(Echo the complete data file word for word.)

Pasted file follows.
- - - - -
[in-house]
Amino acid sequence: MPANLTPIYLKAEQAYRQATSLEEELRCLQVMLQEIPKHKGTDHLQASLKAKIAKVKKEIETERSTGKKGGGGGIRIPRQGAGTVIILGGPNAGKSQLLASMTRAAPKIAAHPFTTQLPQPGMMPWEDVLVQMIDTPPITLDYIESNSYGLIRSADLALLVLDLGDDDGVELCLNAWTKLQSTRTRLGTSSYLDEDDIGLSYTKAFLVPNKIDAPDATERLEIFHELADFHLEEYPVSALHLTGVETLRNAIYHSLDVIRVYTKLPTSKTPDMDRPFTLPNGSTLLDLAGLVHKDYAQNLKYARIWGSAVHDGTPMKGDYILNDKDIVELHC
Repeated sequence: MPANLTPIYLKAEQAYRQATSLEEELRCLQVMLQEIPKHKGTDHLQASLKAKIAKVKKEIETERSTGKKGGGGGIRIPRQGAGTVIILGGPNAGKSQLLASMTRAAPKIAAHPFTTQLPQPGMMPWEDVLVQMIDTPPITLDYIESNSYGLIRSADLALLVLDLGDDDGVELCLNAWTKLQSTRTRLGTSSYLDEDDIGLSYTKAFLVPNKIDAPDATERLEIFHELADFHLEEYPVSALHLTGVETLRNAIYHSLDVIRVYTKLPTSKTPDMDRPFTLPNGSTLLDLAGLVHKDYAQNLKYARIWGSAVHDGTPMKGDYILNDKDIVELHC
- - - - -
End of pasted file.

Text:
[in-house]
Amino acid sequence: MPANLTPIYLKAEQAYRQATSLEEELRCLQVMLQEIPKHKGTDHLQASLKAKIAKVKKEIETERSTGKKGGGGGIRIPRQGAGTVIILGGPNAGKSQLLASMTRAAPKIAAHPFTTQLPQPGMMPWEDVLVQMIDTPPITLDYIESNSYGLIRSADLALLVLDLGDDDGVELCLNAWTKLQSTRTRLGTSSYLDEDDIGLSYTKAFLVPNKIDAPDATERLEIFHELADFHLEEYPVSALHLTGVETLRNAIYHSLDVIRVYTKLPTSKTPDMDRPFTLPNGSTLLDLAGLVHKDYAQNLKYARIWGSAVHDGTPMKGDYILNDKDIVELHC
Repeated sequence: MPANLTPIYLKAEQAYRQATSLEEELRCLQVMLQEIPKHKGTDHLQASLKAKIAKVKKEIETERSTGKKGGGGGIRIPRQGAGTVIILGGPNAGKSQLLASMTRAAPKIAAHPFTTQLPQPGMMPWEDVLVQMIDTPPITLDYIESNSYGLIRSADLALLVLDLGDDDGVELCLNAWTKLQSTRTRLGTSSYLDEDDIGLSYTKAFLVPNKIDAPDATERLEIFHELADFHLEEYPVSALHLTGVETLRNAIYHSLDVIRVYTKLPTSKTPDMDRPFTLPNGSTLLDLAGLVHKDYAQNLKYARIWGSAVHDGTPMKGDYILNDKDIVELHC